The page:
Mitch, an ex-para, must have seemed enormous to them as he bluntly boomed out his coaching instructions, not sparing anyone’s feelings if he thought they could do better.
You didn’t ever have to wonder if Mitch was disappointed in you. He would let you know, whether you were a player, parent or official.
I got a dressing down for bringing Billy late once. To be fair I deserved it more than once but I pulled my socks up.
What makes me smile about it now is that in reality, the situation didn’t represent the balance of power at all. Coaches need the parents onside: paying subscription fees, choosing their club over another club. Calling them out for showing up late might seem the obvious thing to do but in the precarious world of mini-rugby team management it was a typically ballsy move from Mitch.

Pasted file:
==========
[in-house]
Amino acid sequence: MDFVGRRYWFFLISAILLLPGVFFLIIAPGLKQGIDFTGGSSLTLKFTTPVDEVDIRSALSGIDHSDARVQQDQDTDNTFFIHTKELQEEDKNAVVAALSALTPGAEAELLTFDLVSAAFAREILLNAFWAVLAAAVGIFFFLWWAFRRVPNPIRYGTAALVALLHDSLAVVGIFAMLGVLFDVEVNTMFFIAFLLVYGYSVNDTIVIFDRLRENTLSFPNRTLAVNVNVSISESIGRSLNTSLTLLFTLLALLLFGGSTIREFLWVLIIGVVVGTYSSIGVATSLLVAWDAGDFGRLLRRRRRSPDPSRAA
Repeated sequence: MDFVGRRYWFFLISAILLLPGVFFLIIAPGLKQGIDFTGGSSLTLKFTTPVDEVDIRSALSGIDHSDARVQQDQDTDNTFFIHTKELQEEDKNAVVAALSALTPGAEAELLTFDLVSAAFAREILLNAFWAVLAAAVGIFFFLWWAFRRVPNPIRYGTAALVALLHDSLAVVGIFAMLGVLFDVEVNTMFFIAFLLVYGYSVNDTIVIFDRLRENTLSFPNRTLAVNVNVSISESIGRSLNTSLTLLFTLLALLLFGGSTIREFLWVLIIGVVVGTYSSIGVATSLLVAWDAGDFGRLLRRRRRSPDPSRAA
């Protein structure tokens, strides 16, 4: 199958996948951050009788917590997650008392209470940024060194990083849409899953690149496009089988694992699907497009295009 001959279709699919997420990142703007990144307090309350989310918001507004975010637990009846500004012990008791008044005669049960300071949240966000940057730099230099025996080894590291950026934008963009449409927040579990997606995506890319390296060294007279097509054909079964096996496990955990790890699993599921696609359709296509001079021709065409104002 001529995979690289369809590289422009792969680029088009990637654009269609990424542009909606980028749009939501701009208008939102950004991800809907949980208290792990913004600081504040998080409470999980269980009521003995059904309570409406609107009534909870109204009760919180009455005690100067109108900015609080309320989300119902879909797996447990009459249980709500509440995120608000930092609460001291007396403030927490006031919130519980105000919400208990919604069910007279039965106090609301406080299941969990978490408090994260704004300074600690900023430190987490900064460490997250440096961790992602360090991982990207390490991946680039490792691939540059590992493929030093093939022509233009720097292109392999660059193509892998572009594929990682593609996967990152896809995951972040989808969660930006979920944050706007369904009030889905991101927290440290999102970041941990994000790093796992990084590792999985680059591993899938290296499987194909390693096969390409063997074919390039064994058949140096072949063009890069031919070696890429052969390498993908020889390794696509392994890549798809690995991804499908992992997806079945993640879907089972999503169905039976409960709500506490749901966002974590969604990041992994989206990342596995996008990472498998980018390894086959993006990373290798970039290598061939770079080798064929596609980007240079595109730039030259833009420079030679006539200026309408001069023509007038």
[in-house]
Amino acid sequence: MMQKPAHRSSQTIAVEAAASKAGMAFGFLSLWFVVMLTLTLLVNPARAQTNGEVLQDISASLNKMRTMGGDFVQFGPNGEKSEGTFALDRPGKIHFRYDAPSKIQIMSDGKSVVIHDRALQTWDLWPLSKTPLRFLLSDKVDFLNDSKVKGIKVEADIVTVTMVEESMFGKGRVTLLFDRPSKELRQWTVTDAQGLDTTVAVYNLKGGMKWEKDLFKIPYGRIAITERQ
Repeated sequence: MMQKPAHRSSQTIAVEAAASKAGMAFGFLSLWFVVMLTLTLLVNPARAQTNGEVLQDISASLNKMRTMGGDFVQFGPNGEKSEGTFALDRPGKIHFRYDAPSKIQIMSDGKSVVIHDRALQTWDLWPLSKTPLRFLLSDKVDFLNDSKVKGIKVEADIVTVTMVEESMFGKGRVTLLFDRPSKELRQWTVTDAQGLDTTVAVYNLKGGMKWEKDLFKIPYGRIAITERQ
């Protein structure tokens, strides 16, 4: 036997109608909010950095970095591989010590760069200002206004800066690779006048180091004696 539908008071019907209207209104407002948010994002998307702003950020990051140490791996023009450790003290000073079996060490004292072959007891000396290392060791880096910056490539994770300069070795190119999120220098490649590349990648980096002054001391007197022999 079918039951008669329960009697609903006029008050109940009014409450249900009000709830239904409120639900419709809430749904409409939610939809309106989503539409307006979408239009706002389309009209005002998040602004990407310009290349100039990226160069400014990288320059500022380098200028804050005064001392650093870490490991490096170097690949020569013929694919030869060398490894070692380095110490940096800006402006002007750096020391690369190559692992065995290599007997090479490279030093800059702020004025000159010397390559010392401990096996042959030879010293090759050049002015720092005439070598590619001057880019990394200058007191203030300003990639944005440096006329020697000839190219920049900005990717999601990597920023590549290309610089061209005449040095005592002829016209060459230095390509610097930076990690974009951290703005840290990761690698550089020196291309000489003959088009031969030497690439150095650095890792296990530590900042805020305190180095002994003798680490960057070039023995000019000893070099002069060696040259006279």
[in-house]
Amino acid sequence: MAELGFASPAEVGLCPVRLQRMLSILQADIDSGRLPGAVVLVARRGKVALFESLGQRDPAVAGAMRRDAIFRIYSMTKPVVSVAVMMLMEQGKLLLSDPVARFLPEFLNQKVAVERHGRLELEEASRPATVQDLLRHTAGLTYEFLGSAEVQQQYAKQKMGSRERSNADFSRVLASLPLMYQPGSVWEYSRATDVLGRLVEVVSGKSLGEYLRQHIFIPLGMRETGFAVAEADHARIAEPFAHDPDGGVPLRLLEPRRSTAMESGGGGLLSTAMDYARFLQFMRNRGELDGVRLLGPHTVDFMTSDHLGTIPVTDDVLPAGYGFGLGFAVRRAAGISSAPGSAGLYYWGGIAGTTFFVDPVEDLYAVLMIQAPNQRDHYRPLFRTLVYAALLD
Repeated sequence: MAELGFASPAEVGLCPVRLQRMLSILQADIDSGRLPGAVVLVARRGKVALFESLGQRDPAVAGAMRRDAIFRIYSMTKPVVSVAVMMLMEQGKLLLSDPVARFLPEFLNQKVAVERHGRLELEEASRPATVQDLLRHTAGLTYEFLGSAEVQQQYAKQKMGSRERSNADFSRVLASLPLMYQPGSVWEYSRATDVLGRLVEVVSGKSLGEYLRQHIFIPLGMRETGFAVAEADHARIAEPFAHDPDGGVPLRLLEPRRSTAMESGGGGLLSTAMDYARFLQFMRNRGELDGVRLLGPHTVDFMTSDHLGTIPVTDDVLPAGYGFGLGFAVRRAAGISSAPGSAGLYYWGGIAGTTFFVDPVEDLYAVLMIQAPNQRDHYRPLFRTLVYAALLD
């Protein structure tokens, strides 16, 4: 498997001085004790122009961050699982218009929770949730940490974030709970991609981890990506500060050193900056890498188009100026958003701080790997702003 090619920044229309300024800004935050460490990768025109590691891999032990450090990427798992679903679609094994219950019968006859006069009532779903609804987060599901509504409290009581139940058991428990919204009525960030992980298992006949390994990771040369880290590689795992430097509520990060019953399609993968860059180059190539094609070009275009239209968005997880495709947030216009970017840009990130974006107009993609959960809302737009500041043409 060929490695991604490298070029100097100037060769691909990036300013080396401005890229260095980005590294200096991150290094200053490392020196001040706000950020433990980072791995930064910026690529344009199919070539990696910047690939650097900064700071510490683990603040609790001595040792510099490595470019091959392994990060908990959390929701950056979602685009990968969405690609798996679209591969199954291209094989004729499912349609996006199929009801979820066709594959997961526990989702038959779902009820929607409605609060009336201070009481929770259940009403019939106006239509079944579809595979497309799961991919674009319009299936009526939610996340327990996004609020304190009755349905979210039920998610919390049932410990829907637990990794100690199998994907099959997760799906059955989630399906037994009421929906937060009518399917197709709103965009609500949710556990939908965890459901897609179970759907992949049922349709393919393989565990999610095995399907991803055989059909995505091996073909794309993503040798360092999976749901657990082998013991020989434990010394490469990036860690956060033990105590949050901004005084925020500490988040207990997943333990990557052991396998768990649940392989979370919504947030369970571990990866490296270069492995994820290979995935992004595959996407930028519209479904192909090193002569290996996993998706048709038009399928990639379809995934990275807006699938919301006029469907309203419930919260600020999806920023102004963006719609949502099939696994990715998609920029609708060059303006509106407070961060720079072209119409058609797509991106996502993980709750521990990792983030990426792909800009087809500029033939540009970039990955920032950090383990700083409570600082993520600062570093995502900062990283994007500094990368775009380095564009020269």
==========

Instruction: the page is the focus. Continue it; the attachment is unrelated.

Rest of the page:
All the other parents thought me getting told off was funny too – little suck-ups.
The truth was Mitch showed incredible commitment to his team which he was developing in the Casuals way – if you turn up you take part, no matter your experience or ability. Week in, week out, Mitch drilled in the skills whether he had five players or 15 to work with.
In the winter months he would arrive in what might best be described as morale-boosting shorts, often pink, sometimes with leopard print stripes down the side.
In this way, no matter how cold the wind or how dismal the defeat, Mitch would ensure you always had something else to think about.
With the Casuals’ inclusive ethos at the heart of the team, especially through the younger years, there were indeed some dismal defeats at the hands of bigger, faster players from more selective teams.
Mitch’s larger than life persona allowed the boys to treat triumph and defeat as the twin impostors they are. Getting told you were the Casuals man-of-the-match at the end of a big pasting still meant you had a spring in your step, because it was hard-to-please Mitch who was handing out the honour.